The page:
Host Russia’s World Cup stars are all cleared of doping suspicion by FIFA

by Keir Radnedge, AIPS Football Commission Chairman

London, May 23, 2018 – FIFA has shut down the main strand of its investigation into concerns over doping in Russian football.

The decision, three weeks ahead of the start to the World Cup finals, will be greeted with some scepticism given the enormity of the shadow of manipulation which has enshrouded Russian sport over the past four years.

Further, the world football federation’s decision is not a verdict of a clean bill of health for Russia, but merely an assessment of “insufficient evidence.”

This verdict remains conditional also because investigations, in cooperation with the World Anti-Doping Agency, are continuing into several non-World Cup players in the Russian game.

FIFA has come up against the same challenge faced by the International Olympic Committee ahead of the Winter Games in Pyeongchang in February. Then an attempt by the IOC to ban more than two dozen Russian competitors was overturned by the Court of Arbitration for Sport on grounds of a lack of substantive evidence.

A further difference in the background to the two spheres is Russia had been highly successful in Olympic competition.

By stark contrast its national football team has performed woefully in the finals tournaments of recent World Cups and European Championships and its clubs have made no impression whatsoever in the continental competitions.

The issue will not go away. Earlier this week German television channel ARD broadcast its latest Russian doping documentary put together by investigative reporter Hajo Seppelt.

In the programme former Moscow Laboratory director Grigory Rodchenkov claimed he had been ordered to ignore positive doping tests in Russian football in 2014 by Vitaly Mutko (at the time also a member of the FIFA and UEFA executive committees).

The documentary also included an interview with Canadian lawyer Richard McLaren, who led the World Anti-Doping Agency’s investigation into what he initially called “state-sponsored doping” in Russian sport and later amended to “institutionalised doping.”

McLaren’s findings were studied by FIFA in the course of its own investigation which was launched after publication of his report which cast doubt over members of the Russian squad at the 2014 World Cup in Brazil.

A FIFA statement said its inquiries had prioritised “high-level players against whom a suspicion had been raised, in particular those who might participate in the 2018 FIFA World Cup in Russia.”

It added:

Investigations concerning all Russian players named for the provisional squad of the FIFA World Cup in Russia have been completed, with the result that insufficient evidence was found to assert an anti-doping rule violation.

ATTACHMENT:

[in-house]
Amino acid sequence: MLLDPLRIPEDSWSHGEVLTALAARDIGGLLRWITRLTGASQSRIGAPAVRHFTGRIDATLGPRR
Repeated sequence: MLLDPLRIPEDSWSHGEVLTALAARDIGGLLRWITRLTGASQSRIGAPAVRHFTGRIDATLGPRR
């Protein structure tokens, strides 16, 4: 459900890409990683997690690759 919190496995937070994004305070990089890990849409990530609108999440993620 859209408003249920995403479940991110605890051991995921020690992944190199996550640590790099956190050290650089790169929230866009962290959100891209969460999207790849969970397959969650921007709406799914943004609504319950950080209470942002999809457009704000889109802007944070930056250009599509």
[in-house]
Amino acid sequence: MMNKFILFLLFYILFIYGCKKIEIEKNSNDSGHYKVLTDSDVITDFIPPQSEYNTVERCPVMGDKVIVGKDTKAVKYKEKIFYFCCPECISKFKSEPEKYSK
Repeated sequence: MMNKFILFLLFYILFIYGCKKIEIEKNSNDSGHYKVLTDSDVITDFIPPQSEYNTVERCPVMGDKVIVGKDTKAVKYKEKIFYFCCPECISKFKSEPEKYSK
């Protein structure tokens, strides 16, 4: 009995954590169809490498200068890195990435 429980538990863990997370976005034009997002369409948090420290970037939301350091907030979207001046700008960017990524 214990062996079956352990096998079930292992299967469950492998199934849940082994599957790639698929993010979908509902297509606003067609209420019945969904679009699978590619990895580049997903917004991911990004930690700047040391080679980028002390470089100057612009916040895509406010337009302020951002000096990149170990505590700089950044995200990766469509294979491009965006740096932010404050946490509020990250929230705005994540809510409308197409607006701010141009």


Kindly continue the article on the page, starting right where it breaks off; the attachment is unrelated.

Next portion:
FIFA has informed the World Anti-Doping Agency (WADA) of its conclusions, and WADA in turn has agreed with FIFA’s decision to close the cases.

FIFA’s investigations included the following:

An assessment of all information and evidence contained in the McLaren report, with the support of scientific and legal experts.

Contact was made with Professor McLaren to obtain further details from him and discuss the approach that FIFA should take.

Samples taken by FIFA and the confederations that had been stored at WADA-accredited laboratories of all players mentioned in the McLaren reports and high-level players, were re-analysed for prohibited substances, and all results were negative.

Samples seized by WADA from the Moscow laboratory and stored at the Lausanne laboratory were re-analysed for prohibited substances. All results were negative.

Samples seized by WADA from the Moscow laboratory and stored at the Lausanne laboratory were subjected to forensic analysis (for scratches/marks and abnormal salt levels). For this process, FIFA applied the methodology recommended by WADA and used by the International Olympic Committee. None of the samples analysed showed marks that were typical of tampering and the urine did not show any suspect salt values.

Questions were sent to Dr Grigory Rodchenkov and his answers assessed with the support of scientific and legal experts.

The Laboratory Information Management System data of the Moscow laboratory provided by WADA was assessed with the support of scientific and legal experts.

Target tests of players: FIFA performed several unannounced targeted doping controls in the process of the investigations and the Russian squad has been one of the most tested teams prior to the FIFA World Cup™.

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